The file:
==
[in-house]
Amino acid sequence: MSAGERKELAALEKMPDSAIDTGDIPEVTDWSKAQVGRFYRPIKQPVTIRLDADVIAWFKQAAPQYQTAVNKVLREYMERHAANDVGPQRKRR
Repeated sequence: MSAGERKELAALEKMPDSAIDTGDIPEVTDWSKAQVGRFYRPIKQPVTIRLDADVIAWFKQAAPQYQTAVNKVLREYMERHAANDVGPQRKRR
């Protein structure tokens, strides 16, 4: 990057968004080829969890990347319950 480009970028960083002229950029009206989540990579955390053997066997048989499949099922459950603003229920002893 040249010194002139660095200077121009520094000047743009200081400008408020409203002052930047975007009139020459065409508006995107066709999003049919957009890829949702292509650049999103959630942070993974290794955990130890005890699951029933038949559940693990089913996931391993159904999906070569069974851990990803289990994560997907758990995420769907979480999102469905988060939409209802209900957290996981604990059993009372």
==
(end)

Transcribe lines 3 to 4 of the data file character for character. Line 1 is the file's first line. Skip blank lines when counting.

Repeated sequence: MSAGERKELAALEKMPDSAIDTGDIPEVTDWSKAQVGRFYRPIKQPVTIRLDADVIAWFKQAAPQYQTAVNKVLREYMERHAANDVGPQRKRR
């Protein structure tokens, strides 16, 4: 990057968004080829969890990347319950 480009970028960083002229950029009206989540990579955390053997066997048989499949099922459950603003229920002893 040249010194002139660095200077121009520094000047743009200081400008408020409203002052930047975007009139020459065409508006995107066709999003049919957009890829949702292509650049999103959630942070993974290794955990130890005890699951029933038949559940693990089913996931391993159904999906070569069974851990990803289990994560997907758990995420769907979480999102469905988060939409209802209900957290996981604990059993009372």